8 Safety Tips for Certified Nursing Assistants Working Abroad

8 Safety Tips for Certified Nursing Assistants Working Abroad
Last Updated: |   Staff Writers |   Career

Many benefits go along with pursuing a career as a certified nursing assistant, or CNA, and opportunities for advancement is chief among them. While many start out as CNAs on their way to becoming LPNs and RNs, plenty of others happily remain CNAs throughout their careers. One reason is because there is so much variety, and travel nursing is a prime example. As a CNA, you have the opportunity to travel abroad to practice your skills in new and exciting settings. Should you decide to do so, however, it's crucial to take steps to maintain your personal well-being. Read on to learn more.

8 Ways to Stay Safe as a CNA Working Overseas

If you are fortunate enough to travel abroad to work as a CNA, keep these safety tips in mind:

  1. Know the risks - Depending on where in the world you go, you're likely to face certain risks that you're not accustomed to back home. From diseases like malaria and cholera to political upheavals that throw entire nations into chaos, it is imperative to know what you potentially face wherever you go to work as a CNA. That way, you can take the appropriate steps to protect yourself.
  2. Know the required vaccinations and immunizations - You almost certainly will have to catch up on at least a few vaccines or immunizations prior to traveling overseas to work as a CNA. Avoid problems later by getting up to speed about the types of immunizations and vaccines that you will need prior to entering the country. Although unlikely, it could be that you are already caught up and have nothing to worry about. More likely, however, you will have to visit a doctor or clinic to be brought current.
  3. Visit the doctor and dentist - Before leaving the country for any extended period of time, it is wise to get a quick wellness checkup from your doctor. Odds are that you will need a few immunizations or vaccinations, and those can be handled at this time as well. The doctor can check to ensure that you are in good overall health and that it is okay for you to leave the country. Schedule a dentist appointment too, as the last thing that you need is to end up with a major tooth problem while working as a CNA in a foreign country.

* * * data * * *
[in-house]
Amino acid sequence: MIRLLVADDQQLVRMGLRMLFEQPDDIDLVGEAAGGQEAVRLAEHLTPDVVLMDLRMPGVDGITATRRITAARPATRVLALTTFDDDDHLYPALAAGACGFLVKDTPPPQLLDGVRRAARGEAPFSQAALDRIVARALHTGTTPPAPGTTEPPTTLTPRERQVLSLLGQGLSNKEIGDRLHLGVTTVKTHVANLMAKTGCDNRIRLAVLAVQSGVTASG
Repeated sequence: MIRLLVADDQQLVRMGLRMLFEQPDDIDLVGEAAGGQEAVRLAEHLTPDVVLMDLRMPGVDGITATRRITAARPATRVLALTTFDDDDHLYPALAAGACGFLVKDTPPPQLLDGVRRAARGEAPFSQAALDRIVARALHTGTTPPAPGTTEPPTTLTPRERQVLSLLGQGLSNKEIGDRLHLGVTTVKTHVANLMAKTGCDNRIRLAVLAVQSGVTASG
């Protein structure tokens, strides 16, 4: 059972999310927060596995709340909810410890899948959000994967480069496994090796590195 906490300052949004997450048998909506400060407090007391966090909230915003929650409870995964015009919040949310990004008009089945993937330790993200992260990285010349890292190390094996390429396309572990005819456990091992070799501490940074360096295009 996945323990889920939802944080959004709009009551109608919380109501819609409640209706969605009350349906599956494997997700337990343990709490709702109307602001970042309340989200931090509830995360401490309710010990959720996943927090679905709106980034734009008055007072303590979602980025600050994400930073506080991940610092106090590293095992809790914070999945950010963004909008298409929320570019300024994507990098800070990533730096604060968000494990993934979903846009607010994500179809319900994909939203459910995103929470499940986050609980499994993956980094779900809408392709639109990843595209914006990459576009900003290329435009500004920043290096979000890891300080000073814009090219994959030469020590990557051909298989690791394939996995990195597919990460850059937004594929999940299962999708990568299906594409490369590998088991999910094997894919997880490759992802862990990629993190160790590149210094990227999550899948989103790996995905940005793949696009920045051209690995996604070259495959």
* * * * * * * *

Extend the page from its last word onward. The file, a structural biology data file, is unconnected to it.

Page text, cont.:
4. Verify your insurance coverage - It is important to make sure that you will have access to the care that you need while you are abroad. Most US-based insurance plans offer limited coverage overseas, so read the fine print of your policy carefully. If you won't be covered while abroad, invest in travel insurance to protect yourself while you are there. You may also want to consider trip cancellation insurance and the like in the event that you are visiting a part of the world where you could be evacuated at some point.
  5. Take care with prescription medications - If you rely on prescription medications, take the steps that are needed to ensure that you don't run into any legal trouble while traveling with them. In particular, keep your medication in its original container, which should include basic information about your prescription, including your name and the name of your doctor. If the bottle doesn't include this information, obtain a copy of the prescription from your doctor. If the medication is a narcotic, include a doctor's note for extra safety. Obtain a medical ID bracelet if you suffer from certain conditions like epilepsy so strangers will know how to respond in the event of an emergency.
  6. Locate nearby medical facilities - With any luck, you won't need to go to the doctor or hospital at all while working abroad as a CNA. However, you don't want to be left scrambling around for one should you need one, so get the lay of the land and figure out where the nearest medical facilities are right away. Ideally, of course, you should find doctors who speak English. The local U.S. Consulate Office can help you in this regard by directing you to compatible facilities. Memorize the local emergency number for wherever you are visiting too, as it is only 911 in the United States.
  7. Bring medical supplies - Don't assume that you will be able to find what you need after arriving in your temporary new home. You should be especially careful about bringing along medical supplies, and a basic first aid kit is an excellent start. Even if you will be in a densely populated place with plenty of services in the vicinity, having access to medical supplies will give you peace of mind and a place to turn if something goes wrong. If you will be in a more isolated place, be especially careful about packing plenty of supplies.
  8. Let others know where you will be - A big part of staying safe while overseas working as a CNA is letting others know where you will be at any given time. For starters, contact the local consular office, and register your information with them. This should include the physical address where you are staying, contact information and information about the duration of your visit. It is also wise to touch base with people back home and to inform them of your basic itinerary. This is especially crucial if you will be working as a CNA overseas alone without a traveling companion. Over time, you will get to know others locally and shouldn't have to worry as much.

Like many people, you may be surprised to learn that a career as a CNA can take you to the far corners of the world. Should you decide to embark on this exciting career pursuit, keep the tips above in mind to stay safe and happy from beginning to end.

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